Winners, losers and other key players

By | September 20, 2023

Founder and CEO of Instacart Apoorva Mehta

Apoorva Mehta, co-founder and former CEO of Instacart. Lea Suzuki/The San Francisco Chronicle via Getty Images

Online grocery delivery company Instacart (CART) today (September 19) made its long-awaited debut on the Nasdaq. The shares, priced at $30 each, rose 40% at the open, valuing the company at $14 billion at today’s high.

Instacart filed to go public in May 2022, but delayed the actual listing late last year as the stock market faltered due to high inflation and recession fears. It is among a handful of technology companies that have gone public in recent months as the U.S. IPO market slowly reopens after an 18-month hiatus and the first venture-backed IPO in more than a year.

Instacart, founded in 2012, saw its business increase by up to 600% in the early months of the Covid pandemic. Growth slowed as Covid faded, but the company was able to maintain a viable business model. Instacart became profitable for the first time in the second quarter of 2022, according to the company’s S-1 filing last month. In the latest quarter, it reported net income of $114 million, up from $8 million a year earlier.

Instacart priced its IPO at $10 billion, providing a decent exit for its early investors and founding employees. But the valuation has fallen significantly from its peak of $39 billion in early 2021.

Lead investors and individuals in Instacart’s IPO

Venture capital powerhouse Sequoia and hedge fund D1 Capital Partners are Instacart’s largest shareholders, owning 15% and 14% of the company respectively before the IPO, according to Instacart’s S-1. After the issuance of the new shares, their stakes were reduced to 14% and 13% respectively.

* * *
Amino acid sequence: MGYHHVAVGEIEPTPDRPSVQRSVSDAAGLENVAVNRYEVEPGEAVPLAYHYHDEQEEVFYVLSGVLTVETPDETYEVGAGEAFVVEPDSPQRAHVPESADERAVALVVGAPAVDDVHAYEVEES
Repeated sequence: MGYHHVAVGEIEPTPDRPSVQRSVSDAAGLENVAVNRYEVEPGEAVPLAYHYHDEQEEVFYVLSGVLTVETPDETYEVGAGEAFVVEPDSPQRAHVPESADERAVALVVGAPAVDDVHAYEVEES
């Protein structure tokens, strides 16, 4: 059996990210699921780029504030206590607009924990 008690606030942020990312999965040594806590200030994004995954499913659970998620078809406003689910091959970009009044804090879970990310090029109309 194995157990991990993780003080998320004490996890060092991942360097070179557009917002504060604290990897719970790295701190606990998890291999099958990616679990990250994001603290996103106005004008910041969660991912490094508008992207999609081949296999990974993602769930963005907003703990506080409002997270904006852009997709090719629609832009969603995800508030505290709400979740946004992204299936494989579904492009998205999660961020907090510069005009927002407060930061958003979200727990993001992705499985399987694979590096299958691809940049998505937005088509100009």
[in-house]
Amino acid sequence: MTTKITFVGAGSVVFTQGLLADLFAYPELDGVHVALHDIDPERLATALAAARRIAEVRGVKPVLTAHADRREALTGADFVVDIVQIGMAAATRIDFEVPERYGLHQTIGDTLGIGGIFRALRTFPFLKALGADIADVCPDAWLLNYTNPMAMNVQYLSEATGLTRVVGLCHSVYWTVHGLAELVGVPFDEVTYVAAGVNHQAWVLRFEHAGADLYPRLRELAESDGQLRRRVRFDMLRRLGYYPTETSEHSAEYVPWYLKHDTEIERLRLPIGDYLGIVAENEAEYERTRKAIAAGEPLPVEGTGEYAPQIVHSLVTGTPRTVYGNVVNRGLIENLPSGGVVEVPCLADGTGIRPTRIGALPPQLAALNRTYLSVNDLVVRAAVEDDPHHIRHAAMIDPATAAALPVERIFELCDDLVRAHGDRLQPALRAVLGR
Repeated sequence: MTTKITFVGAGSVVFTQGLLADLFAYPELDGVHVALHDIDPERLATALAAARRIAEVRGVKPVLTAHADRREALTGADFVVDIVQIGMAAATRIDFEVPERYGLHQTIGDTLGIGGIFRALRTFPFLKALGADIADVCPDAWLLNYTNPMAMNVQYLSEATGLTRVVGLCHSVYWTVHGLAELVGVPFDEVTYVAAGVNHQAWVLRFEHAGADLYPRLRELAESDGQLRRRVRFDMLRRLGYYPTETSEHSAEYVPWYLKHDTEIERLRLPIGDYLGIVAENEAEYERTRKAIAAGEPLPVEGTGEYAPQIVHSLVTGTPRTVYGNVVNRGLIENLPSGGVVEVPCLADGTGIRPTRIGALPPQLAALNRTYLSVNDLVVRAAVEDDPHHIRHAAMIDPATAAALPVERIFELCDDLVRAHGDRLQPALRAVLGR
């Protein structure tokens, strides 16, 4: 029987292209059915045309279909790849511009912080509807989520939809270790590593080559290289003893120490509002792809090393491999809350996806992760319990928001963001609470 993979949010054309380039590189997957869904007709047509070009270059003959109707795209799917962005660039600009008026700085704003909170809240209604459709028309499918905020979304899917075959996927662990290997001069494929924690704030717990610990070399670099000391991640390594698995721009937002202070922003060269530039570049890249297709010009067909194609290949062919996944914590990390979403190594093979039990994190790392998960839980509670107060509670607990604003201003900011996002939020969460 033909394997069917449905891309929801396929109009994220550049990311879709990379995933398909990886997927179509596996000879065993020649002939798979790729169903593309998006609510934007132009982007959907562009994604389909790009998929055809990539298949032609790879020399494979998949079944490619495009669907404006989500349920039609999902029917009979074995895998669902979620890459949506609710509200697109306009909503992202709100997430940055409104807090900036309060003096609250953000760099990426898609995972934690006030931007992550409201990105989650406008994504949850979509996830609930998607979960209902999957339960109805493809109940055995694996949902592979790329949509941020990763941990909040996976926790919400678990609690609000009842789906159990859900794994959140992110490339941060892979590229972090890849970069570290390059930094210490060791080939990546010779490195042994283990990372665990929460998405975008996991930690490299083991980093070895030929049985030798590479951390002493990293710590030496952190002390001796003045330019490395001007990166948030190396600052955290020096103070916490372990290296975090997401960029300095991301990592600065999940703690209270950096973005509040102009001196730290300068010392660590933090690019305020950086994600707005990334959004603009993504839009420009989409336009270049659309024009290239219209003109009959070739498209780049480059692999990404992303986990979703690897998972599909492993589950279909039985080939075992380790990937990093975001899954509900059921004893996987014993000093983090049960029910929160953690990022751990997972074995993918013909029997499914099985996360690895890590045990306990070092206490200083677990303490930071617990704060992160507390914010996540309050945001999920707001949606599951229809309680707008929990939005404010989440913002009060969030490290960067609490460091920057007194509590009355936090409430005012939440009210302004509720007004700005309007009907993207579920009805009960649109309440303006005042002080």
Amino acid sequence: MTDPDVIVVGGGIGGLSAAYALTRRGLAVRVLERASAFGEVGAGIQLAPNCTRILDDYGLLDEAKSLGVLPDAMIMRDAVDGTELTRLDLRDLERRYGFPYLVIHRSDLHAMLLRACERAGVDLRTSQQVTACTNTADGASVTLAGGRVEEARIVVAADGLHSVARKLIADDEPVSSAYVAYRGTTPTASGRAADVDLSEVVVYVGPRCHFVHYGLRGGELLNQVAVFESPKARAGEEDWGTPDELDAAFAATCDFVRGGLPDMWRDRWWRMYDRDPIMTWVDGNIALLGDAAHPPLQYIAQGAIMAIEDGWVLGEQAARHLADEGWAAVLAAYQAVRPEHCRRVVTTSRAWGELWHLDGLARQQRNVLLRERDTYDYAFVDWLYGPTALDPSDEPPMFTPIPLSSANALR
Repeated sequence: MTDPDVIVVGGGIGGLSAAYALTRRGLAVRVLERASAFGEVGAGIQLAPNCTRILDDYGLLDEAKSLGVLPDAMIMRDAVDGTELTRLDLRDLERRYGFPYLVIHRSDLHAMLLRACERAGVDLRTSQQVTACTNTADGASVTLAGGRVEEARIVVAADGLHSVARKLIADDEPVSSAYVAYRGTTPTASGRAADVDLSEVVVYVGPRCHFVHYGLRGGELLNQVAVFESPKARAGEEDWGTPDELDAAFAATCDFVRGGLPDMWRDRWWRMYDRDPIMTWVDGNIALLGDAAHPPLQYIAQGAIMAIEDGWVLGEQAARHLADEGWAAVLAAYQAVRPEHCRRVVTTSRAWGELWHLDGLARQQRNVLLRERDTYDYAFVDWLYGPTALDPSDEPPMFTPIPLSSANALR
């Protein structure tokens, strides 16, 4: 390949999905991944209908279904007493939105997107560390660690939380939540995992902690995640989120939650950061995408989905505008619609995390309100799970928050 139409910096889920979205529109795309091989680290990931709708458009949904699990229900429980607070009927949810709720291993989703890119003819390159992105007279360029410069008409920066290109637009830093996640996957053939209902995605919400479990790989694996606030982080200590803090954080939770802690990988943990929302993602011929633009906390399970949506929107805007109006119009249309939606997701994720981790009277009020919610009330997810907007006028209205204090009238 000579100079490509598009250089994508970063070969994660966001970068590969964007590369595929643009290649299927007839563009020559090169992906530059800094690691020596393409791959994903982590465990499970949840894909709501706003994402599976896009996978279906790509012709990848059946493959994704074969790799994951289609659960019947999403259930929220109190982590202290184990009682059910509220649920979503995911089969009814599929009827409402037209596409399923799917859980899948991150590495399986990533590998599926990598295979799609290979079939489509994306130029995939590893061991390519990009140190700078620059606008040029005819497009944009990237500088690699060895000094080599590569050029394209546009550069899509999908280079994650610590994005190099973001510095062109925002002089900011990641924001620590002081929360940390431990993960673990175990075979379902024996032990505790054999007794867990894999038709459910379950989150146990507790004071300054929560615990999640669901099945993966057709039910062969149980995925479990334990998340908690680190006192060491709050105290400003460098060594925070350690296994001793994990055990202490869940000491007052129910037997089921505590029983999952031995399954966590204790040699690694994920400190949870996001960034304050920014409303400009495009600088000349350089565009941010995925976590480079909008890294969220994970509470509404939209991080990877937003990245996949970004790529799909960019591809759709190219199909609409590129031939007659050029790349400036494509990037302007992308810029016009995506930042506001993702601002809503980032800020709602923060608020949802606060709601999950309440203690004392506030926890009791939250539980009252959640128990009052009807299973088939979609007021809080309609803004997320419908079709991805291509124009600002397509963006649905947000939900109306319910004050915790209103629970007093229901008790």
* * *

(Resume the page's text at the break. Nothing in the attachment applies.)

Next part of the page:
Both Sequoia and D1 Capital invested in Instacart early enough to see a positive return (although Sequoia participated in a round in 2021 when Instacart was valued at $39 billion). The last time Instacart was valued at around $10 billion was in 2018. Investors who came in after that likely suffered losses on their investments. Among these are private equity firms DST Global and General Catalyst, according to PitchBook. Both participated in a 2020 round that valued Instacart at $13.8 billion.

Instacart’s other lenders include Tiger Global Management and Coatue Management, according to PitchBook data.

Sequoia partner Ravi Gupta, who served as Instacart’s chief financial and operating officer from 2015 to 2019, and D1 Capital founder Daniel Sundheim both sit on Instacart’s board of directors.

The company’s three co-founders, Apoorva Mehta, Brandon Leonardo and Maxwell Mullen, collectively owned 17% of the company before the IPO. Mehta, former CEO of Instacart, owned an 11% stake, while Leonardo and Mullen each owned 3%.

All three cofounders and many of the early employees took the opportunity of the IPO to cash in on some of their founding capital.

Leonardo and Mullen each sold 1.5 million shares in today’s offering and Mehta sold 700,000 shares. Mark Schaaf, Instacart’s chief technology officer, sold nearly half of his company stake, about 300,000 shares. A group of unnamed former employees, including those in executive, product and engineering roles, sold a total of 3.2 million shares in the IPO, according to Instacart’s S-1.

Mehta stepped down as CEO of Instacart in 2021 and named Fidji Simo, a former Facebook executive, as his successor. Subsequently, Mehta assumed the role of chairman of the company’s board of directors. He ceded that role to Simo even after the IPO to pursue other commitments.

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Read the original story Instacart’s $10 billion IPO: Winners, losers and other key players and more by Sissi Cao on Observer.

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